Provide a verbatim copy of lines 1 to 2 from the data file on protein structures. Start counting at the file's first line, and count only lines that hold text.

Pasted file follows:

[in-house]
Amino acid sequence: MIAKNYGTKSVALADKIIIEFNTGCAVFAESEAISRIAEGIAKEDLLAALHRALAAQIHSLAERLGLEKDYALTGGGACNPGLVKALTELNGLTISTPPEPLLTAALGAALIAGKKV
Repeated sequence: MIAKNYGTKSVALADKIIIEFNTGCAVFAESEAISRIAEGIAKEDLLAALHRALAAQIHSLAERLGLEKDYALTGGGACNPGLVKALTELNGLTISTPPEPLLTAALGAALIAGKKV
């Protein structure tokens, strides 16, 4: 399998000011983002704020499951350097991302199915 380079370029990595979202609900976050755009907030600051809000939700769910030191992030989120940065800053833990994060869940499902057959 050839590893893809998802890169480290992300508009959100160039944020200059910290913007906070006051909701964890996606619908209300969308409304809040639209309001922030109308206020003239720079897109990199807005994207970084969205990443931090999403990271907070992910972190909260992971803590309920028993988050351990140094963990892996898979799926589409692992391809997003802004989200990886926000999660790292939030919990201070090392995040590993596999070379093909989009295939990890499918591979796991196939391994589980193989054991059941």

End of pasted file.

[in-house]
Amino acid sequence: MIAKNYGTKSVALADKIIIEFNTGCAVFAESEAISRIAEGIAKEDLLAALHRALAAQIHSLAERLGLEKDYALTGGGACNPGLVKALTELNGLTISTPPEPLLTAALGAALIAGKKV